Migrant fishermen seek support from government amid COVID-19 pandemic

Taipei,  Migrant fishermen in the northeastern county of Yilan called for increased support from the government to help them combat coronavirus infection Saturday.

A Filipino fisherman in the county’s Nanfang’Ao, identified as Adones, told CNA that he has been unable to purchase masks at his local pharmacy due to the long lines.

He said he is very worried about the coronavirus reaching the area, which is considered one of the country’s major coastal fishing bases, with over 1,000 migrant fishermen docked there.

“I see the coast guard monitoring the temperature of migrant fishermen when we return from operations at sea, but I really hope the government will increase health checks to ensure our safety,” he said.

Facing the same situation of not being able to secure surgical grade face masks, Julio Guimawa, another Filipino fisherman in the area, said his employer only ever gave him one mask and that was when he visited a hospital for medical treatment after fracturing his left hand from a fall while at sea in March.

The lack of masks does not stop at Nanfang’Ao as evidenced by Norcelito Lebron, a Filipino fishermen at nearby Wushi Harbor, who said his labor broker has tried to help by giving him and his workmates each four masks per month.

“I am very worried about the pandemic, but I am convinced the Taiwanese government is committed to containing the coronavirus, because coast guards measure our temperature every time we return to shore,” he said.

The migrant fishermen expressed concern about their safety Saturday during a visit by Saint Christopher’s Church in Taipei to deliver clothes, food, masks, and information on COVID-19 prevention.

Father Gioan Tran Van Thiet, an assistant parish priest at the church, who visits migrant fishermen in Yilan on a weekly basis, said he and his volunteers were helping because the assistance provided by the fishermen’s employers and brokers is limited.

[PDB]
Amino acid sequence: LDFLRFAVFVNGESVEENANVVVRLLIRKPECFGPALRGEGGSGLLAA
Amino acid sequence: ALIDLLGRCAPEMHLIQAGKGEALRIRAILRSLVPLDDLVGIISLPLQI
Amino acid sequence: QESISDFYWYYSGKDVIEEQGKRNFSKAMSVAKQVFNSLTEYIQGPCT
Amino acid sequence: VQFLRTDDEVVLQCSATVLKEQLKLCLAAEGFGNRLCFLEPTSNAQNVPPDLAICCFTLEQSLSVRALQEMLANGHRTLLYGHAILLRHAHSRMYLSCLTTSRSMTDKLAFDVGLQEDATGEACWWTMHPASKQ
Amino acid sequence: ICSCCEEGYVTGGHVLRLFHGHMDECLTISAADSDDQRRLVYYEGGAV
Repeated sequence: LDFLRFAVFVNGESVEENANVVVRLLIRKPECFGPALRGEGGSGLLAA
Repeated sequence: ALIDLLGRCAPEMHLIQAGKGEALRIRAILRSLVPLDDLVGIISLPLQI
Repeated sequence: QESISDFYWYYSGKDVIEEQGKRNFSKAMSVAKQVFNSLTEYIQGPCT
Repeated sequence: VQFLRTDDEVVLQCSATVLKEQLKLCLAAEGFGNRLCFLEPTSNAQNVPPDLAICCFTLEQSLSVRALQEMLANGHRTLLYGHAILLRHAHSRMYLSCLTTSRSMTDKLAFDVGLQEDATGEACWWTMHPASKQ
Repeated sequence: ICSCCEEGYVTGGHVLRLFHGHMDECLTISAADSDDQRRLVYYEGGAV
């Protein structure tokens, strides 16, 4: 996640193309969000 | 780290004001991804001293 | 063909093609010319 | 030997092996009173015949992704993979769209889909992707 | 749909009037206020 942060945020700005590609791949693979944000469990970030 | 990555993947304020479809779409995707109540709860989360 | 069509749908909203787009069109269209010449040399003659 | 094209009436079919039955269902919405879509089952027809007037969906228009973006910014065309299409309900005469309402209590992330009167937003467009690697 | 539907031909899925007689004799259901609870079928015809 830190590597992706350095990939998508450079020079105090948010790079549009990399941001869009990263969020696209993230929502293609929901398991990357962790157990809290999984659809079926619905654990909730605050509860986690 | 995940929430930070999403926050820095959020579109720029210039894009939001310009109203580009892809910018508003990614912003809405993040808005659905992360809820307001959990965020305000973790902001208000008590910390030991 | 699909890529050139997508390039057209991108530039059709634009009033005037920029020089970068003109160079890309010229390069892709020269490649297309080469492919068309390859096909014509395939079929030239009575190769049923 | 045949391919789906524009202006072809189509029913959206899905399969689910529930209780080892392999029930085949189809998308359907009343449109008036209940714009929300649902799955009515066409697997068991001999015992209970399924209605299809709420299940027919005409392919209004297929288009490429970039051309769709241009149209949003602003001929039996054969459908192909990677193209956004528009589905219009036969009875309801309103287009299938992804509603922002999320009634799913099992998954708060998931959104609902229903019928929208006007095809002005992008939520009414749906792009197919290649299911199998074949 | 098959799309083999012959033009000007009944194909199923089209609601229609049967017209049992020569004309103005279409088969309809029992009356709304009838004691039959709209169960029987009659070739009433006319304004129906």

“Many of the fishermen only know the virus is deadly, they do not know to how avoid it or have the resources do so,” Thiet said.

The coronavirus would spread easily among the community because crews of fishermen work and sleep in relatively cramped conditions where social distancing would be hard to adopt, Thiet said.

Jhun Mascarinas, a Filipino fishermen in Nanfang’Ao, showed his sleeping quarters below deck, which he shares with 4 compatriots. He had to bend over to move around the cramped space.

Even though he did not complain about his living conditions, and called himself disciplined, it was clear that an air-conditioner was turned on to remove the dampness from the beds, which were less than a meter apart in separate wooden partitions.

Showing his masks still in their envelopes, Mascarinas said he doesn’t leave the port on his days off to avoid catching the acute respiratory disease that has so far caused hundreds of infections in Taiwan.

On Saturday, Taiwan recorded seven new infections, bringing the total to 355 since the coronavirus emerged in China at the end of last year, according to the Central Epidemic Command Center statistics.

There are 12,368 migrant fishermen in Taiwan, according to Ministry of Labor statistics valid as of the end of February.

Source: Focus Taiwan News Channel

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